Loki's face sharpened. He'd grown so thin, so lean and starved, the hollows of his face thick with shadows. His eyes flickered, low then to the side. He looked over the warriors three, over Jane, at Sif. Her fingers pressed into her thigh. His eyes closed.
"I should wonder you still have a brother," said Loki.
"I shall always have a brother," Thor swore. "And you shall always have your brother."
"Things were always so simple for you," Loki said.
"They were never simple," said Sif loudly.
Loki lifted his head again. His eyes rose. Sif's tongue ached between her teeth. She had not meant to speak. It was Thor's to say. Her fingernails bit into her trousers. The pressure was slight on her thigh. Her jaw worked. Thor, too, looked to her. She had meant to leave it to him; she had known to leave it to him, but how he looked at her then, how he looked at Jane-- Perhaps he could not say it.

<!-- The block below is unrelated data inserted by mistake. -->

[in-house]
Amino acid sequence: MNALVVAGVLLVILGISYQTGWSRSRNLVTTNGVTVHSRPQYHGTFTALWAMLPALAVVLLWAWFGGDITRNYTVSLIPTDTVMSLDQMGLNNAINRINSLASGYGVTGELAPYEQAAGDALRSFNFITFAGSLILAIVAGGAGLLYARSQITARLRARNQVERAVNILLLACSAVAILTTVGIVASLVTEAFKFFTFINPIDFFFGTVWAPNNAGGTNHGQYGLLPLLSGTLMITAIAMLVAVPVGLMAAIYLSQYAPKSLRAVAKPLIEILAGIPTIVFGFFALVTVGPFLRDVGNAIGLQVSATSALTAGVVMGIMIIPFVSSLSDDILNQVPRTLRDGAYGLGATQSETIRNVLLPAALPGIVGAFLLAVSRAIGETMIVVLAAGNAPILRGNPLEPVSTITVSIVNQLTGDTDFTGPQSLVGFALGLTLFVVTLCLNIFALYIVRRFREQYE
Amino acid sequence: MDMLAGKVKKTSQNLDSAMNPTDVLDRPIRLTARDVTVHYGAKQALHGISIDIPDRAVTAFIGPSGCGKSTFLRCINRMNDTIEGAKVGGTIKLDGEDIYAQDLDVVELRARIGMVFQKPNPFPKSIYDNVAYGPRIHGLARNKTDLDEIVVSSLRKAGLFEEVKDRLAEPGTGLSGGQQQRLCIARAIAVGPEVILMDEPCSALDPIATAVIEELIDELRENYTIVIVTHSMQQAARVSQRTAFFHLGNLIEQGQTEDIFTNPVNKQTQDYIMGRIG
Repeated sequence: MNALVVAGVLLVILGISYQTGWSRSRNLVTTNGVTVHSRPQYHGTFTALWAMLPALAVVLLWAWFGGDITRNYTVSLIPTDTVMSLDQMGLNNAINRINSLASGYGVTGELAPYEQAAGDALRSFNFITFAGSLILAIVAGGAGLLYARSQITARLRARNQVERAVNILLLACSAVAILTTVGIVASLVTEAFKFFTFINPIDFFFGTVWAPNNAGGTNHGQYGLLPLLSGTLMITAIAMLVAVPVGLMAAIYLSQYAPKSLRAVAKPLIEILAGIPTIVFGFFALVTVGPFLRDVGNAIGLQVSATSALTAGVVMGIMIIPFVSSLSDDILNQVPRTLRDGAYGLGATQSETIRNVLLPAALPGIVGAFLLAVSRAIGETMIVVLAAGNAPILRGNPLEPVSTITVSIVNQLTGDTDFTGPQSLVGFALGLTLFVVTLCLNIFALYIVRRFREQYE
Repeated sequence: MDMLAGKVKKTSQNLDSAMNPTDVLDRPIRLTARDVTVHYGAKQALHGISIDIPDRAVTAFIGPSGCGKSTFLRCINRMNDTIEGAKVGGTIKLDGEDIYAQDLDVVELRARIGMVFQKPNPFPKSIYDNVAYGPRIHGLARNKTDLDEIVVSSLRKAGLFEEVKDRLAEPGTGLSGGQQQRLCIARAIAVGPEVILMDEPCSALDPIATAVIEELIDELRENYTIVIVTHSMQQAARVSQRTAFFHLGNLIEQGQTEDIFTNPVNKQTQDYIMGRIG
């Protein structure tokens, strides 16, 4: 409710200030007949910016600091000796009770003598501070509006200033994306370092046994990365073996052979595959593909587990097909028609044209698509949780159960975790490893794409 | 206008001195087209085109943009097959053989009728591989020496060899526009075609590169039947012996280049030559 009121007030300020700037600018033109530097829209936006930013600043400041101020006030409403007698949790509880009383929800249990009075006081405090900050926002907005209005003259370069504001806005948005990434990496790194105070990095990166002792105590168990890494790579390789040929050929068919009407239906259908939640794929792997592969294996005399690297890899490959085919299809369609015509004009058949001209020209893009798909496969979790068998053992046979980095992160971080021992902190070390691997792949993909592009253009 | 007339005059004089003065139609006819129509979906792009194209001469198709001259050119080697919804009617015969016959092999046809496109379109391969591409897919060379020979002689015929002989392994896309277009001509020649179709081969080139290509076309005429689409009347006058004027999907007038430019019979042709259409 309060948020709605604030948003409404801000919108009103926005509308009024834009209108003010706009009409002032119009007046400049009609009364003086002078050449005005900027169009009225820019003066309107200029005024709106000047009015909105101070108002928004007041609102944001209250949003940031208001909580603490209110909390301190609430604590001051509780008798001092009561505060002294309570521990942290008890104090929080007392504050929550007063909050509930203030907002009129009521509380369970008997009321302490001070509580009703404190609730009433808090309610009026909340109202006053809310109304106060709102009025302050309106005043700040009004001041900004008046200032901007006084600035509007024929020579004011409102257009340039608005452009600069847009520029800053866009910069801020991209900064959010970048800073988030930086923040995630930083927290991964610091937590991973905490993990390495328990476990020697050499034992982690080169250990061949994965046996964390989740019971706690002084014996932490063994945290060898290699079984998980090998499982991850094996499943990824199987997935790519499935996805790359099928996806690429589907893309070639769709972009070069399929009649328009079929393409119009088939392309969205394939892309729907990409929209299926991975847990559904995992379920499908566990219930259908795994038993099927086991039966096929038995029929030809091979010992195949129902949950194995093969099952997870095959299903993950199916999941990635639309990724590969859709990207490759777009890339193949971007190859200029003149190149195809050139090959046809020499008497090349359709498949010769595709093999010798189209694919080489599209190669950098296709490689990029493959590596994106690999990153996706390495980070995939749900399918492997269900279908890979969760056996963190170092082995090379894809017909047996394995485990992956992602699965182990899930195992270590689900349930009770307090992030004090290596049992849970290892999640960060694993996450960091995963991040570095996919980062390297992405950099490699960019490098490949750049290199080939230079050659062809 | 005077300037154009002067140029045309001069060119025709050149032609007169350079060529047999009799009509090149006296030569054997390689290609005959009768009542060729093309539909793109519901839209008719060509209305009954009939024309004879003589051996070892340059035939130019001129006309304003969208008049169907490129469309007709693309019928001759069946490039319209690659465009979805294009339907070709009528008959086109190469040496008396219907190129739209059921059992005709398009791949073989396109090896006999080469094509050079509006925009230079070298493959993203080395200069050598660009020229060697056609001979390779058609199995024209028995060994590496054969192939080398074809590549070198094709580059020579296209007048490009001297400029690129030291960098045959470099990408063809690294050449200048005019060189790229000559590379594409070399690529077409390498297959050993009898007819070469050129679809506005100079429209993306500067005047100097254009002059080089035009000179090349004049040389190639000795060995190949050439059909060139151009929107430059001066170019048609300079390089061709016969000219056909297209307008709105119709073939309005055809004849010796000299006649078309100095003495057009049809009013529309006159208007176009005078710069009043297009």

"We know," she said to Loki. She raised her chin. "That you are jotunn. The Allfather told Thor the truth of it."
Dark circles showed under Loki's eyes. He stared intently at her. An ugly thing twisted his mouth.
"So," he said softly. "That's why you've come for me."
Thor made to hold onto him, but Loki was always so slippery. He twisted free. His foot slid through the mud, and his knee bent for balance. He was worn, too, tired. Sif took one step and then another. Her hands hurt for their stillness.
"I should have known," Loki spat. "Oh, you've grown clever, brother, speaking to me of kinship, of family, of, of brotherhood, when you meant only to capture the jotunn criminal--"